Professor Zhemin Tan’s group, from the MOE Key Laboratory of Mesoscale Severe Weather (LMSWE), NJU has achieved major breakthroughs in northwestern Pacific typhoon study. The related paper, titled "Westward migration of tropical cyclone rapid-intensification over the Northwestern Pacific during short duration El Niño", was published in the April 17 issue of Nature Communications.
Typhoons, or tropical cyclones (TCs) are one of the severest sudden onset natural disasters in the world and exhibit the highest frequency over the North Paciﬁc (WNP) basin. As WNP TCs inflict significant damage and loss of life to the coastline of China each year, it is important to understand their variability and underlying mechanisms for the benefit of national economy and people’s livelihood. WNP TCs classified as severe and super typhoons mostly undergo a rapid-intensification (RI) before making landfall. Yet the roles of relative contributors in this intensity change remain unclear, bringing much challenge to RI forecasting. The unavoidable delay in disaster prevention and mitigation has caused heavy losses in affected areas. El Niño events are known to be important contributors to the WNP TC RI, and can be categorized into two subtypes based on their durations. In the new study, researchers investigated the respective impacts of the two subtypes and found that during short duration (SD) El Niño events, the WNP tropical cyclone rapid-intensification mean occurrence position migrates westward by ~8.0° longitude (Fig. 1). In other words, the WNP TC RI occurs much closer to the East Asian mainland during SD El Niño events, which increases the chances for severe typhoon genesis in China’s coastal waters. The westward migration of RI occurrence also brings great challenge to forecasts and narrows the time window for disaster prevention and mitigation, leaving China’s coastal areas more vulnerable in typhoon hazards. The authors further point that, during the summer of SD El Niño events, the upper Ocean Heat Content (OHC) increase over the South China Sea and the Western Philippine Sea are large enough to provide persistent energy fueling for the TC intensification, while during the summer of LD El Niño events the OHC increase is lacking. In addition, as the frequency of SD El Niño is projected to increase under global warming, more near-land TC RI would occur in China’s coastal areas because of high-emission scenarios, potentially aggravating the TC destructiveness in the future.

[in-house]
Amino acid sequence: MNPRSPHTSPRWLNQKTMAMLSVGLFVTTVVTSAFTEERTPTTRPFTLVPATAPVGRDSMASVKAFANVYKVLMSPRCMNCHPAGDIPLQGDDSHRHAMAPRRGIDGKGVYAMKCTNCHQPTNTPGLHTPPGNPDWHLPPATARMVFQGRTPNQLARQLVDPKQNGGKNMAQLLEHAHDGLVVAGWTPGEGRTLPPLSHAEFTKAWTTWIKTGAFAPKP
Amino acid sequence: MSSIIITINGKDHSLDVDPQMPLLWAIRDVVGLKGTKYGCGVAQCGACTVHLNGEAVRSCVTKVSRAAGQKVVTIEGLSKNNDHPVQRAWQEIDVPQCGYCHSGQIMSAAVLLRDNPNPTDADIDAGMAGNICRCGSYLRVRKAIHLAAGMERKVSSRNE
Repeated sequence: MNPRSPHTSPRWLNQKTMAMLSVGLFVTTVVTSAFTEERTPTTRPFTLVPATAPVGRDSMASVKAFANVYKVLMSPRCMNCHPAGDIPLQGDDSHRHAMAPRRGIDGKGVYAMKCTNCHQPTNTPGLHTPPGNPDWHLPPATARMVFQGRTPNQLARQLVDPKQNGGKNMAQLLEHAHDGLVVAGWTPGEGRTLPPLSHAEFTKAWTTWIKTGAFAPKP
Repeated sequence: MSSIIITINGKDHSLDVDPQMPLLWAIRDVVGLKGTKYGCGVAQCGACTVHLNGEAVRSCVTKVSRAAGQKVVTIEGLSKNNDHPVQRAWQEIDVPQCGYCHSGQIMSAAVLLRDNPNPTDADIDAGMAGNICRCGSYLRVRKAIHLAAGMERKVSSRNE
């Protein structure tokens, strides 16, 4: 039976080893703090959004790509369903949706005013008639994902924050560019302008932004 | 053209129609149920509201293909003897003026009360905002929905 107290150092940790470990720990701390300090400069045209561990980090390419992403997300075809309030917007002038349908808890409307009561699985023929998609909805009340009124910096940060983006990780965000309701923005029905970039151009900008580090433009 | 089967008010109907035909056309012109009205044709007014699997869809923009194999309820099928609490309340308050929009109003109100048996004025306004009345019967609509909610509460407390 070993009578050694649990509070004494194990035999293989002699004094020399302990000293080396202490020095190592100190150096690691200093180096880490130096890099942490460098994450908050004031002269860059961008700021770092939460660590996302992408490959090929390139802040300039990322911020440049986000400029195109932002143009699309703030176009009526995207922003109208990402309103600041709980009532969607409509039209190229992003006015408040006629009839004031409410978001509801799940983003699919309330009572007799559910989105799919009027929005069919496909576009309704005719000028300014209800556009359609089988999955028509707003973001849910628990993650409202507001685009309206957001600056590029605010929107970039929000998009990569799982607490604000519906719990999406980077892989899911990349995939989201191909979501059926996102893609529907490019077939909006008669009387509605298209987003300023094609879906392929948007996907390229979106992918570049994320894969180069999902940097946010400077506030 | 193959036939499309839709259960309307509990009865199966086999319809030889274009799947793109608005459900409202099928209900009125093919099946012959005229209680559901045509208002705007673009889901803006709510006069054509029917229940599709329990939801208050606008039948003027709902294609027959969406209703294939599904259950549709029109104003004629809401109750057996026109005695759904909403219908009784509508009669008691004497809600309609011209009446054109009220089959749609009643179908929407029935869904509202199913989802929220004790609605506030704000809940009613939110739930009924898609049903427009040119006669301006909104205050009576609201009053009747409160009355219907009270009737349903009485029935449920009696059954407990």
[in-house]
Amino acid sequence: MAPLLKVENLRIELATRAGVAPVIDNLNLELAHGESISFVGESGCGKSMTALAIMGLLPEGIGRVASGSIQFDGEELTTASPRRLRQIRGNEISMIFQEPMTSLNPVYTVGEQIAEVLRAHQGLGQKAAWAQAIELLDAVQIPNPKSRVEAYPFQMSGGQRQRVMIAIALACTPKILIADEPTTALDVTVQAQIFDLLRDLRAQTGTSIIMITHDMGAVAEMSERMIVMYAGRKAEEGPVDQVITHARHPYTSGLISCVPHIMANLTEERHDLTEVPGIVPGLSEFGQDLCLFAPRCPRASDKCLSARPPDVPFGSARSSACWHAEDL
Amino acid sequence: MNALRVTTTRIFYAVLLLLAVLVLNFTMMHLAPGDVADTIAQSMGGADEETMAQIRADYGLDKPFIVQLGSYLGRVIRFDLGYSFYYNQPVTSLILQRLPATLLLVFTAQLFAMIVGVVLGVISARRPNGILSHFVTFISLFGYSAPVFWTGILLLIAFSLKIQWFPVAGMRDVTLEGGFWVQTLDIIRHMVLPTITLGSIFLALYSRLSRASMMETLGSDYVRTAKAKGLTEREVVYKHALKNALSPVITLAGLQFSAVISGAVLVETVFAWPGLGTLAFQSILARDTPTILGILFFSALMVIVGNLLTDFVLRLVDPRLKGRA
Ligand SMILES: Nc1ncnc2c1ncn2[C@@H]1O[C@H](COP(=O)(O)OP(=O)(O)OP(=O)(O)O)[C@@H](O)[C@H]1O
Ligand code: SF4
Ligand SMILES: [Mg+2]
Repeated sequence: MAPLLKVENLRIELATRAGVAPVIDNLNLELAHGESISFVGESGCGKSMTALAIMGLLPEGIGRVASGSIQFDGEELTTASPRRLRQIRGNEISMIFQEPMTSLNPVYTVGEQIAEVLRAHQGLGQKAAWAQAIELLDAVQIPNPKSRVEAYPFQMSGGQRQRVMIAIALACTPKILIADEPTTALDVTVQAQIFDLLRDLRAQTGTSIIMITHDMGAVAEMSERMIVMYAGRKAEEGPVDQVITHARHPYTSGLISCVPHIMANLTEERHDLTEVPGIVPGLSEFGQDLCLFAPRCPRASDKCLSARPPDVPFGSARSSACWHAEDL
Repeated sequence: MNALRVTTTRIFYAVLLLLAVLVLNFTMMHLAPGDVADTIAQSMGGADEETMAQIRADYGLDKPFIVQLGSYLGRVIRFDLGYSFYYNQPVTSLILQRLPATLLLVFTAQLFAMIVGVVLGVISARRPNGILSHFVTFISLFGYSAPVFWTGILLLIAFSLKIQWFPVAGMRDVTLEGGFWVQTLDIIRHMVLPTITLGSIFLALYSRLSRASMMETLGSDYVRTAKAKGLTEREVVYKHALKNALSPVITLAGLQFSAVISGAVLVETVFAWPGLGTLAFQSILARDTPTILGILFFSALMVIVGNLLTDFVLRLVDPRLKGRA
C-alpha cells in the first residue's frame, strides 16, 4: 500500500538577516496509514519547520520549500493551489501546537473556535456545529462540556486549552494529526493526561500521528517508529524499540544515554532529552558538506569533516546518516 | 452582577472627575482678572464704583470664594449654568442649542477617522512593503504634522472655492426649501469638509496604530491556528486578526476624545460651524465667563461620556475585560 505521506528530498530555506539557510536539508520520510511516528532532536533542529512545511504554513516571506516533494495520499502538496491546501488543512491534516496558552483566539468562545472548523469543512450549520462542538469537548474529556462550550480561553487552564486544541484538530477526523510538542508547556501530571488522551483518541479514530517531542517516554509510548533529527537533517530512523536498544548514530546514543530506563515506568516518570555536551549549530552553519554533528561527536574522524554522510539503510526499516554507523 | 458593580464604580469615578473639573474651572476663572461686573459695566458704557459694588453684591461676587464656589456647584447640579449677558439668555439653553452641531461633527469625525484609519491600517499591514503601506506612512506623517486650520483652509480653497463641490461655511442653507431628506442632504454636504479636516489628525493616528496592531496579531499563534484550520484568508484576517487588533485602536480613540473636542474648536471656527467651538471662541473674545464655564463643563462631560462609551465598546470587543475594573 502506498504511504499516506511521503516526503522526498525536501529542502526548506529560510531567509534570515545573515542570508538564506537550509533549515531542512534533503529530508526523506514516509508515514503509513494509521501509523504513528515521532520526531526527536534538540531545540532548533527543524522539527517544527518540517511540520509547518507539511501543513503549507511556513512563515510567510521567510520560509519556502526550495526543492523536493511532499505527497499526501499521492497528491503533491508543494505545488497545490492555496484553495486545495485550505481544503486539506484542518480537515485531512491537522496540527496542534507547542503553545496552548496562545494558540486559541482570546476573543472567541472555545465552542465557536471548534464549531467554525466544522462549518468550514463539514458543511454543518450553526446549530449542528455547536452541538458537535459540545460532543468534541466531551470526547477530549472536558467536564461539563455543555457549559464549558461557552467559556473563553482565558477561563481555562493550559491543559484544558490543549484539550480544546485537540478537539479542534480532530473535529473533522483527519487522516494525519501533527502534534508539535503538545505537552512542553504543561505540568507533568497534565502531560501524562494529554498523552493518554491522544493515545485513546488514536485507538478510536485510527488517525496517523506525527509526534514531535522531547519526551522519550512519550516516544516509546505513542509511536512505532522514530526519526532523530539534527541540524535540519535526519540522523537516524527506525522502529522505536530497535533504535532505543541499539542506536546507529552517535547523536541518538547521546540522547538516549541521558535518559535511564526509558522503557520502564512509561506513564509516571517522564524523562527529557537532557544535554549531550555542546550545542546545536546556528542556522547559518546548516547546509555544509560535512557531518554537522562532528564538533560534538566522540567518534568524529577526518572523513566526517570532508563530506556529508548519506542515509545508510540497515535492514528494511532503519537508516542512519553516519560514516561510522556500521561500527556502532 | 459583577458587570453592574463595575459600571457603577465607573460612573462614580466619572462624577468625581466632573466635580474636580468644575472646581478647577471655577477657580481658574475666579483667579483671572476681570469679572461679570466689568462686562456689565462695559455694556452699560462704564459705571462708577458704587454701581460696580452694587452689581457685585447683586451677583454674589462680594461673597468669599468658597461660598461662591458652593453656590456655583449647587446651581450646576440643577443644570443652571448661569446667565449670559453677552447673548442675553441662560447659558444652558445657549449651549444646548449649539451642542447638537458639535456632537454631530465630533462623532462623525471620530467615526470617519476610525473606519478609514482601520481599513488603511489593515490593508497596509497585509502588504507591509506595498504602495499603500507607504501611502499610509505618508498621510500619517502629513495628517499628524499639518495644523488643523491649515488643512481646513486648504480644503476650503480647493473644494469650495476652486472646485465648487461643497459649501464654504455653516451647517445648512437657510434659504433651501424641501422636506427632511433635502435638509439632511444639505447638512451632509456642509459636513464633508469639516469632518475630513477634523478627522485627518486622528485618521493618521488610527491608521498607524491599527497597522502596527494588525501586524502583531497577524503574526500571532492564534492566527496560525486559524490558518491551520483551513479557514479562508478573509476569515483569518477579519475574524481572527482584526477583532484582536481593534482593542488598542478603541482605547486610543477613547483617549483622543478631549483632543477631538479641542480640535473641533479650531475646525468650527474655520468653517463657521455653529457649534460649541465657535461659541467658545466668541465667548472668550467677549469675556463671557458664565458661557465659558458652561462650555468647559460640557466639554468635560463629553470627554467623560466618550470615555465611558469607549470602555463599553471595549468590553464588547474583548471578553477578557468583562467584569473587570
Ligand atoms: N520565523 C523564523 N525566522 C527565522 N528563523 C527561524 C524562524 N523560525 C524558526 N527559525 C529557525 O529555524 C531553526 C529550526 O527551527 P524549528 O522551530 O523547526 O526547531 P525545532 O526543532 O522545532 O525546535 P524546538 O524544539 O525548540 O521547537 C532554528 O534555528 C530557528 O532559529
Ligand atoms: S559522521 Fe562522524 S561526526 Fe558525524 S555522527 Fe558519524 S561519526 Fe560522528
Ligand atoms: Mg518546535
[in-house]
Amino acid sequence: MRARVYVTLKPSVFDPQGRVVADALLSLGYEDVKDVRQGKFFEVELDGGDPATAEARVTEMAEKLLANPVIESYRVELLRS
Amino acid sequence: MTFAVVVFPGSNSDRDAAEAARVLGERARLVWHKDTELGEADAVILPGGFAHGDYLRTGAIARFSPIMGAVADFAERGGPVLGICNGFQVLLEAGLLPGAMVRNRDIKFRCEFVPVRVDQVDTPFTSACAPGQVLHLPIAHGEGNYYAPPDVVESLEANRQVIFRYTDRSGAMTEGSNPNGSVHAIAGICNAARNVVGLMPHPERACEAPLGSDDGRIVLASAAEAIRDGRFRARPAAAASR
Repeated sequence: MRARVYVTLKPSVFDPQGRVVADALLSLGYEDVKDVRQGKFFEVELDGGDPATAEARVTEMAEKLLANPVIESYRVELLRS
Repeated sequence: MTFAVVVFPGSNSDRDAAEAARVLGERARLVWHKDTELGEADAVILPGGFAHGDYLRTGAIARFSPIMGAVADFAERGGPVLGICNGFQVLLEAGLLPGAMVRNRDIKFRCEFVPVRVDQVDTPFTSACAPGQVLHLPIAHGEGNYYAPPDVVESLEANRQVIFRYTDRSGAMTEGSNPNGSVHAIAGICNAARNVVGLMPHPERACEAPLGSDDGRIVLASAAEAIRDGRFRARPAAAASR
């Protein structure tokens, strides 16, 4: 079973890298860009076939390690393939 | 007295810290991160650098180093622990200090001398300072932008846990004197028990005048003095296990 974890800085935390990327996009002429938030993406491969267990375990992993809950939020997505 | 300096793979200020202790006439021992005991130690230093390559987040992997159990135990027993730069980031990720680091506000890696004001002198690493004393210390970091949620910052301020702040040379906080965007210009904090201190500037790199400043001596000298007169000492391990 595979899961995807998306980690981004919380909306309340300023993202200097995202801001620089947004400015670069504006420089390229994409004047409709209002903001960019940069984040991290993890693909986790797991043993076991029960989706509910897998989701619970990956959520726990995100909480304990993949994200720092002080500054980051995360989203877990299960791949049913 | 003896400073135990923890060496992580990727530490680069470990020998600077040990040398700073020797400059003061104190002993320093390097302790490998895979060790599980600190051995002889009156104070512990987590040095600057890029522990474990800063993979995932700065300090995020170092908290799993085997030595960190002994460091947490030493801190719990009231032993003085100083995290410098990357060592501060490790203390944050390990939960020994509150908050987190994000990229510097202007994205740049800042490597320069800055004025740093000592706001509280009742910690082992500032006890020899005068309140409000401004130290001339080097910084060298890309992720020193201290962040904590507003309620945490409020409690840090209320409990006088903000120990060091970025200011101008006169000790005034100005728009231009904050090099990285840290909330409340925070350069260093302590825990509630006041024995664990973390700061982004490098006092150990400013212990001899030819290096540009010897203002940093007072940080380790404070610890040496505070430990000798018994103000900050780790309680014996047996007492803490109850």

This work was jointly supported by the National Key Research and Development Program of China under grant 2017YFC1501601, the National Natural Science Foundation of China (41461164008 and 41705057), the National Key Project for Basic Research (973 Project) under grant 2015CB425803, and the Natural Science Foundation of Jiangsu Province (BK20170637). Professor Zhemin Tan’s group, from the School of Atmospheric Sciences at Nanjing University has been dedicated to the study of typhoon dynamics, mutual impacts between TC’s inner core and ambient environment and typhoon simulation and prediction for many years and has achieved important results in these areas. Doctor Yipeng Guo is the first author of this paper, and Professor Zhemin Tan is the corresponding author.
Fig.1 (a) The time series of monthly mean Niño-3.4 indices based on ERSST reanalysis dataset from January of the El Niño developing year to December of the decaying year for a short duration (SD) El Niño events. (b) The composite tropical cyclone (TC) rapid intensification (RI) occurrence positions from JTWC best-track dataset for SD El Niño events.
Link to the paper:
Guo Y.-P., and Tan Z.-M., 2018: Westward migration of tropicalcyclone rapid-intensification over the northwestern Pacific during shortduration El Niño. Nature Communications, 9, 1570. doi: 10.1038/s41467-018-03945-y.